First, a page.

The political transition in the francophone west African nation of Mali has been jeopardized after the interim president was knocked unconscious by an angry mob. Witnesses claimed that the military was involved.
Protesters attacked the interim president of Mali on Monday, shortly after international mediators had concluded a deal extending the head of state's term in office as the nation struggles to restore constitutional rule.
Thousands descended on the presidential palace in the capital, Bamako, breaching the compound and attacking interim President Dioncounda Traore with sticks and branches from trees. Traore arrived at Point G. Hospital unconscious, where he was treated for a head injury, according to Sekou Yattara, a medical student working there.
Yattara told the Associated Press that Traore later regained consciousness, citing information from doctors who were treating the president.
"He has been badly injured but the information I have is that his life is not in danger," said Iba N'Diaye, the vice president of Traore's Malian Democratic Alliance (ADEMA) party.
"This was an attempt on his life," N'Diaye said.
Presidential term extended
Traore assumed power as president in a caretaker government after military officers, led by Capt. Amadou Sanogo, toppled the country's democratically elected government in a March 22nd coup.
The officers ostensibly launched the coup out of frustration over former president Amadou Toumani Toure's failure to quash an ethnic Tuareg rebellion in the country's north. Since the military takeover, the Tuareg rebels have seized Mali's north, a region approximately the size of France.
Under the Malian constitution, 70-year-old Traore was restricted to serving 40 days in office after ousted president Toure officially resigned on April 8. Traore served in Toure's government as parliamentary speaker.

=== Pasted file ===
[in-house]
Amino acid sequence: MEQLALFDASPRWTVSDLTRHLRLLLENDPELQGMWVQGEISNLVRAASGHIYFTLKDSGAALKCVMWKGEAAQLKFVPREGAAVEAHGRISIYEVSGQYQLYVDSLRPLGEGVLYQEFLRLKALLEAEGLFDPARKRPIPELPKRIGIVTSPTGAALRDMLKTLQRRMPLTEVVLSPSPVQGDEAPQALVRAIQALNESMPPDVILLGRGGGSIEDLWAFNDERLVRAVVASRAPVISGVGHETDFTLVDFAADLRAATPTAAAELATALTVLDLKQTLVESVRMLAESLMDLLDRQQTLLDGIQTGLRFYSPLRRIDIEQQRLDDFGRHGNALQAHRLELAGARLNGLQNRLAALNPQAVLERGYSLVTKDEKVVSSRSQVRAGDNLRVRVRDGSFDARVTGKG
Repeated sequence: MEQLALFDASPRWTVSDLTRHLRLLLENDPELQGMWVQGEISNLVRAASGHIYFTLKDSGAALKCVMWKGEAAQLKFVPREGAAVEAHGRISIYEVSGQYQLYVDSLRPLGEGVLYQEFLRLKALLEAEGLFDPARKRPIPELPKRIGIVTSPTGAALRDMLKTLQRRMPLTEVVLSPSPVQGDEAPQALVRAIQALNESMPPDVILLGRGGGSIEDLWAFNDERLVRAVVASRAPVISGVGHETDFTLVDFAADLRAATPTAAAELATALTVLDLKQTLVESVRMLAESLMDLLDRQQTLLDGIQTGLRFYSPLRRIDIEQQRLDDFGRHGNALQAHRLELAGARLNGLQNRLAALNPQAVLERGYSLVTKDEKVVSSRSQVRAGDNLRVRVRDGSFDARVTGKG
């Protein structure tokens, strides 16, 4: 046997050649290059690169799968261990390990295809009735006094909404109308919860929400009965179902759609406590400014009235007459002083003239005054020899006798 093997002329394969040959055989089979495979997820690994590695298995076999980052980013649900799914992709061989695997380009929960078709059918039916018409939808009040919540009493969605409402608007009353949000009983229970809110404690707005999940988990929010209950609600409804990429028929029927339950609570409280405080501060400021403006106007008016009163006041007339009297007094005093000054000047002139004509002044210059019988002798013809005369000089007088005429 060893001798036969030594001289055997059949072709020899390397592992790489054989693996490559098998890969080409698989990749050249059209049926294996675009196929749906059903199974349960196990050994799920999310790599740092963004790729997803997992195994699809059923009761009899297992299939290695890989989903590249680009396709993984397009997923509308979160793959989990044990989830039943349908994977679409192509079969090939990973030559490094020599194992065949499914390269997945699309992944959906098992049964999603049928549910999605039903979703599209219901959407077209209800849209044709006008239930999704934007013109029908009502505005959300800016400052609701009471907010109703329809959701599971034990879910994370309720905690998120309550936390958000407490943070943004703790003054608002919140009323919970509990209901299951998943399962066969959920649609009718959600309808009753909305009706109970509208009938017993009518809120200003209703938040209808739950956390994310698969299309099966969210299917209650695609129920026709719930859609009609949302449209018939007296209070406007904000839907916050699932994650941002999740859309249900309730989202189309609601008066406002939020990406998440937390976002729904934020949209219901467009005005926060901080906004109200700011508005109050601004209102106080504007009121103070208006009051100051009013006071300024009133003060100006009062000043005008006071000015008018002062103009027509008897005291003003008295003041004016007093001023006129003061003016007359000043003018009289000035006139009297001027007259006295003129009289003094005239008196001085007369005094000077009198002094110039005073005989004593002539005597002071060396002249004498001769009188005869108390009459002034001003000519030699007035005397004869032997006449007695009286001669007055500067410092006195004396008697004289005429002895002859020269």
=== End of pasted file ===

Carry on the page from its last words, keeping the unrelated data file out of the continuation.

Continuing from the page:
But the Economic Community of West African States (ECOWAS) negotiated a deal with the country's military junta to extend Traore's term by a year. The West African bloc had said that the interim president needed more time in office so that elections could be properly organized.
Coup-leader Captain Sanogo originally opposed the ECOWAS demands, but relented after laborious negotiations which ultimately granted him the status of a former head of state. The status comes with housing benefits, a salary and a security detail.
Allegations of military involvement
Soldiers who seized power in the March coup reportedly helped the protesters breach the presidential palace. An Associated Press reporter said that the protesters broke into the building after soldiers stationed themselves at the compound's entrance and waved the crowd in.
Sanogo (left) agreed to extend the term of Traore (right) after receiving a benefits package in a deal with ECOWAS
"It's our opinion that there must have been some complicity on the part of the security services," said N'Diaye, the vice president of Traore's party . "The presidential palace is not just any location, it is protected by soldiers."
A reporter for the local newspaper Le Pretoire, who was present during the attack, also told the Associated Press that the military had been involved.
"It was the soldiers that showed the protesters where Dioncounda's office was located," Rokia Diabate said. "That's how the demonstrators entered the office of Dioncounda Traore."
"I saw the blood in the hallway ... I saw one of his shoes was with the demonstrators and one of the protesters was brandishing a necktie that was full of blood, and that he said it was Dioncounda Traore's tie," Diabate continued.
On the sidelines of the NATO summit in Chicago, French President Francois Hollande called for the political process brokered by ECOWAS to be followed. France is Mali's former colonial ruler.
"I learned during this summit that there was new unrest in Mali, and that the interim president Mr. Traore was injured," Hollande said. "I reaffirm here that the process that ECOWAS initiated needs to be followed. And the legitimate leaders of the country need to be respected."
slk/jm (AP, AFP)